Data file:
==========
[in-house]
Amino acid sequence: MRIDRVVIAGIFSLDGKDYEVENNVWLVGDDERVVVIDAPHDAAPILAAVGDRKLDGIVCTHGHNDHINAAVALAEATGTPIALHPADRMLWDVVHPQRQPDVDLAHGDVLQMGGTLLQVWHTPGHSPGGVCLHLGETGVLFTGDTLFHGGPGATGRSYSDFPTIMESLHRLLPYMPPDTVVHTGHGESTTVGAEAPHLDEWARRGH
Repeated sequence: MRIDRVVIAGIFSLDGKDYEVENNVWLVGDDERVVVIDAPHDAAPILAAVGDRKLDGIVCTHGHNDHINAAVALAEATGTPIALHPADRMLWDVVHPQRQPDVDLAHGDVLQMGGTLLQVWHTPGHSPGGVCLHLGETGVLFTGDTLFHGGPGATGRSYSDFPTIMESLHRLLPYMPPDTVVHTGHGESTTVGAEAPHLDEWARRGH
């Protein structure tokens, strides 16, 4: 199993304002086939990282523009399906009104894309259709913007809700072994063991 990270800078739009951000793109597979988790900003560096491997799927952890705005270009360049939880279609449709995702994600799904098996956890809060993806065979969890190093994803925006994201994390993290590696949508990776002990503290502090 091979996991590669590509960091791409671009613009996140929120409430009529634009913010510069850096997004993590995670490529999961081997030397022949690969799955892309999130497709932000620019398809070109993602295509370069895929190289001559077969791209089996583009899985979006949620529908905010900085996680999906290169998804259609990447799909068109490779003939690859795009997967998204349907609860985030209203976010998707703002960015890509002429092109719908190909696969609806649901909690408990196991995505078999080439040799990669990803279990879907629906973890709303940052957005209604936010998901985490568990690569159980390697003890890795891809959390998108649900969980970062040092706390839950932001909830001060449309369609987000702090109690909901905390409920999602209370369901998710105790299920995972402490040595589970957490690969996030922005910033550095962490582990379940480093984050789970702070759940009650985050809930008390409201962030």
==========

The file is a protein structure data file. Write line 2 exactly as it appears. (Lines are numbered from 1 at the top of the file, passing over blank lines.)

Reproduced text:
Amino acid sequence: MRIDRVVIAGIFSLDGKDYEVENNVWLVGDDERVVVIDAPHDAAPILAAVGDRKLDGIVCTHGHNDHINAAVALAEATGTPIALHPADRMLWDVVHPQRQPDVDLAHGDVLQMGGTLLQVWHTPGHSPGGVCLHLGETGVLFTGDTLFHGGPGATGRSYSDFPTIMESLHRLLPYMPPDTVVHTGHGESTTVGAEAPHLDEWARRGH